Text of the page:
Another week, another BEIS-sponsored reflection on the energy market and another opportunity to flitter over options to fix its ills.

Last week Whitehall released Dieter Helm’s cost of energy review – all 242 pages of it – and, with it, a bucketload recommendations.

You see, and this became very apparent, very quickly when reading the review, Dieter Helm has not been a fan of government energy policy of late. Policy and the frequent interventions from government in the market, according to Helm, has been the chief offender in driving energy bills skyward.

“Government has got into the business of ‘picking winners’. Unfortunately, losers are good at picking governments,” Helm concluded witheringly. And quite. Of course, one of the looming offenders in adding to the cost of consumer bills in Hinkley Point C was confusingly withdrawn from Helm’s remit, so the academic could not pour over the finer points of that contract.

Instead Helm went about his review in particular fashion, pitching more than 60 fixes that the government and Ofgem could enact for the good of bill payers. There were so many that one industry commentator feared government would only cherry pick the ones it liked. Another suggested the most appropriate analogy was Bertie Bott’s All-Flavour Beans of Harry Potter fame. “There are plenty of chocolate ones for sure, but a fair few rotten eggs and, unfortunately, the occasional piece of tripe,” said Richard Black of the Energy and Climate Intelligence Unit.

Among those fixes are the merging of Ofgem’s various electricity licences into one, the establishment of a ‘legacy cost bank’ – seemingly to demonstrate just how expensive policies Helm hasn’t agreed with have been – and the renaming of DNOs as RSOs.

Because if there’s one thing the power market needs more of, it’s acronyms.

One of the more interesting ideas put forward by Helm is an Equivalent Firm Power (EFP) auction process to replace FiTs and CfDs. Helm argues that such auctions would allow contracts to better reflect the inherent variability or intermittency of specific generators and, in turn, the costs they add to whole system costs. With a given load factor of 17%, under Helm’s design solar would be at a distinct disadvantage and effectively forced to co-locate with storage to compete. But, given the obvious benefits of co-located renewables, perhaps that’s not such a bad idea.

What hasn’t been made abundantly clear however is just how Helm came to consider the whole system costs of renewables and how attaching the corresponding load factors in an EFP auction would solve this. Ofgem’s State of the Market report earlier this week placed intermittency costs at around £5-10/MWh – a figure which, albeit at the lower end of the spectrum, tallies with various other estimates – but Helm’s own take is nowhere to be seen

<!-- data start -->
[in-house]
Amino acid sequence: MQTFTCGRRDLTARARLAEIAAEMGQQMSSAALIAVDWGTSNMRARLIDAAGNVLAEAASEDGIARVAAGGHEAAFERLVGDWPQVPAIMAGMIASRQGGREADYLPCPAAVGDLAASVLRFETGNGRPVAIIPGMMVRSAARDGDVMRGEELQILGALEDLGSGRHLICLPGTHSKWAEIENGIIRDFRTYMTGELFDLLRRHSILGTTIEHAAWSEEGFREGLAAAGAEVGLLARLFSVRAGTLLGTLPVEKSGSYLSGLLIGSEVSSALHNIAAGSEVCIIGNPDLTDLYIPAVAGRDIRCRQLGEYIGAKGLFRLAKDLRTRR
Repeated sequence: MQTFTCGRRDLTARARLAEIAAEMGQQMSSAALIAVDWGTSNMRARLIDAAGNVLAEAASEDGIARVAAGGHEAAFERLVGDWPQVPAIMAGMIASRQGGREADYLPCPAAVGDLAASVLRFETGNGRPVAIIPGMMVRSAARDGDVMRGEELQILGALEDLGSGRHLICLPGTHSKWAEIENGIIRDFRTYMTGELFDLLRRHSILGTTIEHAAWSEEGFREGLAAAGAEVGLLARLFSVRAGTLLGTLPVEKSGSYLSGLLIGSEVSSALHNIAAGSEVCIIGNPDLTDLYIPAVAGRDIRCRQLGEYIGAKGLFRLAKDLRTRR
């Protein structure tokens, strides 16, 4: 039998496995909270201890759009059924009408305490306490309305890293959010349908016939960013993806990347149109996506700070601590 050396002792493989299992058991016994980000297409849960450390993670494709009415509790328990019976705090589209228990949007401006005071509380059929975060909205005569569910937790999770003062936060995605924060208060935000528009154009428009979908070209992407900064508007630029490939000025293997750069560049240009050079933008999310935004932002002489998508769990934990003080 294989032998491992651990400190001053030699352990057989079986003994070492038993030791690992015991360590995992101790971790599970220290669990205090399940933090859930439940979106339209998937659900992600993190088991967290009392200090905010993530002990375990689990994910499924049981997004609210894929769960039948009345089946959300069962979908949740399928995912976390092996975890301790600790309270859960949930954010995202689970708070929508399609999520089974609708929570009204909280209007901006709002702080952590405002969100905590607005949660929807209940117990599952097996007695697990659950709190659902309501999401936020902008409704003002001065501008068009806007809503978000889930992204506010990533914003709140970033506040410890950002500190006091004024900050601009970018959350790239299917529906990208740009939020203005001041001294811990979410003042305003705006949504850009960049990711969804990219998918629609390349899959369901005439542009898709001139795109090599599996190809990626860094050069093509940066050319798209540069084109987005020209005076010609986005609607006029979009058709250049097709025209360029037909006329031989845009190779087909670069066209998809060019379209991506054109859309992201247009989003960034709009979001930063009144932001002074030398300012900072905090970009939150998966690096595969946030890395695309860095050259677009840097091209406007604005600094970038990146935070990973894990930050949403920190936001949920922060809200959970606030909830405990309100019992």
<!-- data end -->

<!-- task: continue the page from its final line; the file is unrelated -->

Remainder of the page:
And it’s that kind of oversight which triggered the Energy and Climate Intelligence Unit’s Richard Black to ask Helm to show his working, arguing that actual, bonafide evidence was lacking within the 242-page review.

EFPs are also something of a departure from the current thinking that, all things considered, the competitive CfD process has been pivotal in driving down the cost of renewables. Recent awards have seen offshore wind come in at £57.50/MWh.

And if that’s the case, what might solar and onshore wind have been able to achieve if they were granted access to the same mechanism? Investors addressing BEIS secretary Greg Clark suggested last month that they could deliver solar at between £50-54/MWh in 2020 and would be able to revive numerous projects that have both planning and grid connection that are currently stranded in a policy vacuum.

Earlier this week Ofgem threw its weight behind auctions for established renewables, becoming the latest body to do so. That growing chorus now includes investors, numerous trade groups, the CBI, the government’s energy regulator and, curiously, other departments of the government itself. BEIS stands alone in its stance against welcoming solar and onshore wind back into the fold, a decision which could yet see it the subject of a judicial review.

BEIS’ next move is to consult with the industry on Helm’s proposals. The Clean Growth Strategy document was clear in its wording that any findings from the review could be retrofitted, so the ball is now very much in BEIS’ court. If history is anything to go by however, that ball is at great risk of being kicked into the long grass with the rest of its recommendations.

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